Appeals to simplicity were used to argue against the phenomena of meteorites, ball lightning, continental drift, and reverse transcriptase. One can argue for atomic building blocks for matter, because it provides a simpler explanation for the observed reversibility of both mixing and chemical reactions as simple separation and rearrangements of atomic building blocks. At the time, however, the atomic theory was considered more complex because it implied the existence of invisible particles that had not been directly detected. Ernst Mach and the logical positivists rejected John Dalton's atomic theory until the reality of atoms was more evident in Brownian motion, as shown by Albert Einstein.[49]

In the same way, postulating the aether is more complex than transmission of light through a vacuum. At the time, however, all known waves propagated through a physical medium, and it seemed simpler to postulate the existence of a medium than to theorize about wave propagation without a medium. Likewise, Newton's idea of light particles seemed simpler than Christiaan Huygens's idea of waves, so many favored it. In this case, as it turned out, neither the wave—nor the particle—explanation alone suffices, as light behaves like waves and like particles.

Three axioms presupposed by the scientific method are realism (the existence of objective reality), the existence of natural laws, and the constancy of natural law. Rather than depend on provability of these axioms, science depends on the fact that they have not been objectively falsified. Occam's razor and parsimony support, but do not prove, these axioms of science. The general principle of science is that theories (or models) of natural law must be consistent with repeatable experimental observations. This ultimate arbiter (selection criterion) rests upon the axioms mentioned above.[4]

There are examples where Occam's razor would have favored the wrong theory given the available data. Simplicity principles are useful philosophical preferences for choosing a more likely theory from among several possibilities that are all consistent with available data. A single instance of Occam's razor favoring a wrong theory falsifies the razor as a general principle.[4] Michael Lee and others[50] provide cases in which a parsimonious approach does not guarantee a correct conclusion and, if based on incorrect working hypotheses or interpretations of incomplete data, may even strongly support a false conclusion.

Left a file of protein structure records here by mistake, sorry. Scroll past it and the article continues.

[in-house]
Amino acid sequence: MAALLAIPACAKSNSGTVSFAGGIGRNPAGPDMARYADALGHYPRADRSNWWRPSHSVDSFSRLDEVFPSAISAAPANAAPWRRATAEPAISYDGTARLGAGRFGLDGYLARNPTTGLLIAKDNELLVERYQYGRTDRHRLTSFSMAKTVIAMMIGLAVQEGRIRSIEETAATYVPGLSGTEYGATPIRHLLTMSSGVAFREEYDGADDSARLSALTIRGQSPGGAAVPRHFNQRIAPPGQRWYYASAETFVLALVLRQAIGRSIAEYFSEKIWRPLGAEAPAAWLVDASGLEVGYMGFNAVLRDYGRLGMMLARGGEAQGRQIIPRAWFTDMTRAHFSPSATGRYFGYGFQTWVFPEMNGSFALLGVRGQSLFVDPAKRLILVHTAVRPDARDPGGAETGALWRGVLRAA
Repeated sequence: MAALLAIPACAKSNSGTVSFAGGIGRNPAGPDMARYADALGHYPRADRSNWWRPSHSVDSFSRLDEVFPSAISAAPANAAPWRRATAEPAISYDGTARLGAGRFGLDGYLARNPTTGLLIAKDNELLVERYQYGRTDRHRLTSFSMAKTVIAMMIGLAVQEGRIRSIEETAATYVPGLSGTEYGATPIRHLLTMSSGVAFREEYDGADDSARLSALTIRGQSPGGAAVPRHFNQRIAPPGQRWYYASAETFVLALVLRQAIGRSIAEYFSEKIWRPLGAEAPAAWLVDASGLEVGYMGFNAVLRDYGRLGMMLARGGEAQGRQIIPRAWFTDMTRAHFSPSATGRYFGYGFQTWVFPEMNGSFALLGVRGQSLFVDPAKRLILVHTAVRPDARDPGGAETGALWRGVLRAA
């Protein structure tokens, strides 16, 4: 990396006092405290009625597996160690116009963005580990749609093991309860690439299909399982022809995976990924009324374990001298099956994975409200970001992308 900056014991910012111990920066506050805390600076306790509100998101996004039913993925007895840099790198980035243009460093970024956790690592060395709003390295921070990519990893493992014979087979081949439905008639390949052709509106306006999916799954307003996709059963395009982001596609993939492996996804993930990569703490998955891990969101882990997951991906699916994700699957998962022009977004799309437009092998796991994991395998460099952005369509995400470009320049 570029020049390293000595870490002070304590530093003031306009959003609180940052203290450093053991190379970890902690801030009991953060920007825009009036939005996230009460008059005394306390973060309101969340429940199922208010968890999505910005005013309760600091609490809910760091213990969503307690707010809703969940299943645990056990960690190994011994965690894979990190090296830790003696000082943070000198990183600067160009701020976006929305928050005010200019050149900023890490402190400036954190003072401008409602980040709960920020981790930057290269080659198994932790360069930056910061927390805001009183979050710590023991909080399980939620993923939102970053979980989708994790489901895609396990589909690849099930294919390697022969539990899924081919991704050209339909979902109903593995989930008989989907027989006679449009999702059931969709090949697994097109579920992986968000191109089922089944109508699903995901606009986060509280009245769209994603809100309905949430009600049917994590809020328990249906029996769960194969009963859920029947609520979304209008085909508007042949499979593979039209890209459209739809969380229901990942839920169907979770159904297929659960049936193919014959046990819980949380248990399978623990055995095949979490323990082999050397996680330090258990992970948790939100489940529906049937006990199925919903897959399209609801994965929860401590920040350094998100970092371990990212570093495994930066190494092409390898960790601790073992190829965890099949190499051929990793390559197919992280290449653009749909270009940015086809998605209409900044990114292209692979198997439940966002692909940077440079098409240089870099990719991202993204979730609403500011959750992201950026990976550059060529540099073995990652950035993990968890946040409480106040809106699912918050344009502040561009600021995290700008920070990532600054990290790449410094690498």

If multiple models of natural law make exactly the same testable predictions, they are equivalent and there is no need for parsimony to choose a preferred one. For example, Newtonian, Hamiltonian and Lagrangian classical mechanics are equivalent. Physicists have no interest in using Occam's razor to say the other two are wrong. Likewise, there is no demand for simplicity principles to arbitrate between wave and matrix formulations of quantum mechanics. Science often does not demand arbitration or selection criteria between models that make the same testable predictions.[4]

based on this discussion of Occam's razor as it is actually used in science, and the role of science in crime scene reconstruction





is there any scientific validity to the claim that since the Ramsey's were present in the home, that the simplest explanation is they must have done it, and that an intruder is less parsimonious?

to give an example of how applying occam's razor in this way is flawed,

this is forensic files



this is Heather Coffin



the RDI mis-application of occam's razor is that since Heather and her father and sisters were the only person in the home, therefore the simplest explanation is that Heather's father must have murdered Heather Coffin.

Simple.

but it leads to the wrong conclusion. Heather was like Jonbenet murdered in her bedroom by an intruder while her father and sisters slept.

Occam's razor on the scientific forensic evidence found in the heather coffin crime scene, including unsourced fibers, injuries and semen leads to the conclusion that an intruder murdered Heather coffin.

the proper scientific use of occam's razor on the Jonbenet ramsey crime scene is to look at all the scientific forensic evidence found, including unsourced fiber hair shoeprint, and expert witness evidence on forensic documentation, medical injuries, ligature, etc,

and ask what is the simplest explanation for ALL of the forensic evidence found at the crime scene, both the unsourced hi-tech shoe print AND ransom note analysis AND dna unsourced, AND multiple types of unidentified fiber hair tape ligature.

it is clear that using science, and comparing what happened to Jonbenet forensic evidence found at the crime scene with other similar crimes involving intruders such as Heather Coffin, is that Jonbenet was murdered by an intruder.

the evidence does not prove an intruder, but that an intruder provides a better explanation of what forensic evidence they actually found and how to interpret it.

the rdi posters you see ask yourself have they ever studied science, are they using acceptable scientific methodology in their approach and did they familiarize themselves with the relevant forensic.

the answer for RDI is always no.

the scientifically correct use of occam's razor involving consider how best to completely explain all of the evidence found in the Jonbenet crime scene, how it compares with other crime scenes involving intruder, and the scientific forensic conclusion leads to intruder, not Ramsey did it